A collection of ethnographical objects started forming at the University since day one. The Cabinet of Rarities was established as the predecessor of the Ethnographical Museum in 1815. It housed the ethnographical collection of Oceania by Ivan Simonov and the Chinese collection by Osip Kovalevsky.
The Museum was renamed as the Museum of Motherland Studies in late 19th century, and the priority then was Volga Area studies. Many contributions were made by N. Firsov, K. Fuchs, and A. Korsakov.
The Society of Archeology, History and Ethnography of Kazan University played a key role in ethnographical research and Volga Area ethnic studies. The Museum gathered materials from I. Smirnov (about Mari people), N. Nikolsky (about Chuvashs), M. Yevsevyev (about Mordvins), and N. Katanov (about Tatars and Khakases).
The Department of Geography and Ethnography was established in 1884. Its Cabinet collected anthropological guidebooks and ethnographical items from Africa, Australia, and the Americas. A large part of them was bought in Hamburg, Germany.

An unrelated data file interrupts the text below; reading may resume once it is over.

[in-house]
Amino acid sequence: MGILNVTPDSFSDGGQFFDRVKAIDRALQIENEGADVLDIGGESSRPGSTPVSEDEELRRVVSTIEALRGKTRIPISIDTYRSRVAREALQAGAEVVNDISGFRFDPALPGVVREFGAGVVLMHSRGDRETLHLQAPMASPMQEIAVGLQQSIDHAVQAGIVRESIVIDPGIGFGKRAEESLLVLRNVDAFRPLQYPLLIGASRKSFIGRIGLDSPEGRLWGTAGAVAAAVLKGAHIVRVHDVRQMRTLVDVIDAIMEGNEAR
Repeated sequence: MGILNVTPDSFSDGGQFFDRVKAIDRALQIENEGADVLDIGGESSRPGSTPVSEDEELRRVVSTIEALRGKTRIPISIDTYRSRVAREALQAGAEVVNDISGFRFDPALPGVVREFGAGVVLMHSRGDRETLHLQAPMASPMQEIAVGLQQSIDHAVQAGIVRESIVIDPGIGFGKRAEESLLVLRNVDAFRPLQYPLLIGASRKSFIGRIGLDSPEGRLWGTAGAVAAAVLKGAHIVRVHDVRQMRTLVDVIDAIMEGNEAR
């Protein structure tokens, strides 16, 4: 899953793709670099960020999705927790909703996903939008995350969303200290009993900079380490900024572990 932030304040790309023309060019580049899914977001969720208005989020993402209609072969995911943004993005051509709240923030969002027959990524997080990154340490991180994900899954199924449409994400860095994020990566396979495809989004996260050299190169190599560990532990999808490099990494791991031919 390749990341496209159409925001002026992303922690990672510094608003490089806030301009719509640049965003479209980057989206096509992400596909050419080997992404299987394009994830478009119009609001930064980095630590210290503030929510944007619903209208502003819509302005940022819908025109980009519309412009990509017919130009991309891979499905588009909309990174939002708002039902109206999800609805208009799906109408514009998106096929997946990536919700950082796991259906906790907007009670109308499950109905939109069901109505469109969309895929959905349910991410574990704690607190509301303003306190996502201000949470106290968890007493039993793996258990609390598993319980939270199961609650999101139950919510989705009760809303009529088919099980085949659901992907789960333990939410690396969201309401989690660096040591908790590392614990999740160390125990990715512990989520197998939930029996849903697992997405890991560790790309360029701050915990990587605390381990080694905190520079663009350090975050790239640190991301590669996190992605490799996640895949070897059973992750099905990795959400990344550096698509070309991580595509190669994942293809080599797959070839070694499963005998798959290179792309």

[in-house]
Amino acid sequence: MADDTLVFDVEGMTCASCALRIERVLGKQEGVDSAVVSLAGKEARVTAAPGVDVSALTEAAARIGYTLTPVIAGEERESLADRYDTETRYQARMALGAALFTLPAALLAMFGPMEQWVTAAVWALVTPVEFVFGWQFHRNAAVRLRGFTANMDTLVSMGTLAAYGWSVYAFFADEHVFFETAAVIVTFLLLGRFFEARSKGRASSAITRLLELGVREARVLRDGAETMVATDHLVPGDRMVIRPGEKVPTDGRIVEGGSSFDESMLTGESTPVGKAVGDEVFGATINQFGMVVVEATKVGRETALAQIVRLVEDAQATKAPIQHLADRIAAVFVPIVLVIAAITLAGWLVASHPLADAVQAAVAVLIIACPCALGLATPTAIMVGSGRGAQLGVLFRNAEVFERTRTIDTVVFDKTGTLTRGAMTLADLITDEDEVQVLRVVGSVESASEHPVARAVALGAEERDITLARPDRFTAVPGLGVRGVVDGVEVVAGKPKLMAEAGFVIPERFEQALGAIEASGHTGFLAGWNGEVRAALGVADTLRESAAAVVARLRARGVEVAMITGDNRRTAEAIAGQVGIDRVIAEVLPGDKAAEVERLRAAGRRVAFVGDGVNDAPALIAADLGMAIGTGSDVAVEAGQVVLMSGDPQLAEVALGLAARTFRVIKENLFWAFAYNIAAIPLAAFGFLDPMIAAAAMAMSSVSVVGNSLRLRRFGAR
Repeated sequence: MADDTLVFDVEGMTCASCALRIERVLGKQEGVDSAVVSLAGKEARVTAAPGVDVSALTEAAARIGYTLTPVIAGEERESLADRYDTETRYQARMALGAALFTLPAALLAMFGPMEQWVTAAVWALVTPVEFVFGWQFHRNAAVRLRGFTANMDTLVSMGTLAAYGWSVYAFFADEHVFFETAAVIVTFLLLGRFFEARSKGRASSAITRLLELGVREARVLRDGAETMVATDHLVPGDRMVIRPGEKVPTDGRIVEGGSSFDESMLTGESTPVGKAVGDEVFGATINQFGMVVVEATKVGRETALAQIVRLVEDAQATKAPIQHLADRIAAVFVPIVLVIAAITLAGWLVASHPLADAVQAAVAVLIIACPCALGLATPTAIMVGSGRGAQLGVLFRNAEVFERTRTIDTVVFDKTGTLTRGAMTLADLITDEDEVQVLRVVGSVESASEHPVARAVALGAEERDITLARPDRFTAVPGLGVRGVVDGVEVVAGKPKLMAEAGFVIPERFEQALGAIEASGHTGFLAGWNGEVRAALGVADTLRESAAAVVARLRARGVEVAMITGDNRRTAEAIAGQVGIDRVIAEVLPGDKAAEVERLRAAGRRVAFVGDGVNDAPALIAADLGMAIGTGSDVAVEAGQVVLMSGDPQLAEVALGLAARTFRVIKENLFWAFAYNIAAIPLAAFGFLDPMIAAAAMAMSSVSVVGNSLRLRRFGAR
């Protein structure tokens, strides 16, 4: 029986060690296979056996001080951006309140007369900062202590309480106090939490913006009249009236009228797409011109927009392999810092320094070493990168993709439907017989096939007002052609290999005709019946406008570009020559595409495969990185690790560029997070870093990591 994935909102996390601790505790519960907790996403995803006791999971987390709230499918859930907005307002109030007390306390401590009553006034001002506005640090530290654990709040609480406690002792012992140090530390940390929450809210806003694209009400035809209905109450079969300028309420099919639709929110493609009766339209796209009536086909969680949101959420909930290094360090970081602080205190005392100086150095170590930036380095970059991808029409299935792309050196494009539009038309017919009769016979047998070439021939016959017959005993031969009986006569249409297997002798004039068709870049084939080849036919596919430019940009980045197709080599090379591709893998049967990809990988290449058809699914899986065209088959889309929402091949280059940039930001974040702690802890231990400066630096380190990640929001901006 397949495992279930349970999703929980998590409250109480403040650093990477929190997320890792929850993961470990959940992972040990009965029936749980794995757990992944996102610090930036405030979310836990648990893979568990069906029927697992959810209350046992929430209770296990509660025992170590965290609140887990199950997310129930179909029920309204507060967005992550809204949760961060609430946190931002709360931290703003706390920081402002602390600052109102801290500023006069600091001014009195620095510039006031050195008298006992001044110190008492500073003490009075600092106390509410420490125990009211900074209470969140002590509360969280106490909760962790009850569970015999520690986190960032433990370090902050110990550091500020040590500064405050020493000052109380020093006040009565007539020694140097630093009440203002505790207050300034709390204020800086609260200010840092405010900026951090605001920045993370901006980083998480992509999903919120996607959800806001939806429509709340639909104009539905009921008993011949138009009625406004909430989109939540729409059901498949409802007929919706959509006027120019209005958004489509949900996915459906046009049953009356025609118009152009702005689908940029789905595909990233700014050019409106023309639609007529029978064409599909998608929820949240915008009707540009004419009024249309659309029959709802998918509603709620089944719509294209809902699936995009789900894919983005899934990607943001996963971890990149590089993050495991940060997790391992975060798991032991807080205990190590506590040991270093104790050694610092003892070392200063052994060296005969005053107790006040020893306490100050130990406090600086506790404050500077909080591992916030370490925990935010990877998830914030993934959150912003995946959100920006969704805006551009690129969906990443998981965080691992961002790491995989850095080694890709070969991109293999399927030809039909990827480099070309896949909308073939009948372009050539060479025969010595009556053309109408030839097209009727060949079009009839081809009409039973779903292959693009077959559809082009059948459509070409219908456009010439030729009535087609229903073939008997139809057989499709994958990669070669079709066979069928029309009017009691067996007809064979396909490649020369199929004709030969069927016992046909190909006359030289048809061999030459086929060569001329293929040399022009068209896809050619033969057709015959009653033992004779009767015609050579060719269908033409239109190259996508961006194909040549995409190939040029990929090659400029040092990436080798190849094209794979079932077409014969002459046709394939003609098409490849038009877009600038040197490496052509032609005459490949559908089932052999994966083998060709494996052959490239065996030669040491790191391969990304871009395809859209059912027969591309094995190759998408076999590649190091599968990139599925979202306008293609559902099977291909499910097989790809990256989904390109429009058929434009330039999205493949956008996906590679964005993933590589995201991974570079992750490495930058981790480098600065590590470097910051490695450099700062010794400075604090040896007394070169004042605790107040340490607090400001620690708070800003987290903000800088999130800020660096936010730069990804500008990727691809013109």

In 1913 Bruno Adler (1874 - 1942), a talented ethnographer and geographer, one of the forefathers of ethnology at Kazan University, united all the collections to form the Ethnographical Museum. The result occupied a rightful standing among the best university museums in Europe.
Under Dr. Adler's guidance students partook in field trips to Siberia and Russian Far East to study Golds, Orochs, Ostyaks, and other local ethnic groups.
Among Adler's best students was Nikolay Vorobiev, a prominent researcher of Tatar material culture.
During Soviet era significant contributions were made by Yevgeny Busygin (Russian and Vietnamese items) and Nikolay Zorin (Russian and Tuvin items).
Dozens of cultural items and relics of different nations are represented here. The Museum always follows its motto, formulated by the Society of Archeology, History and Ethnography in 1882, “We must judge ourselves and others by the highest universal principles”.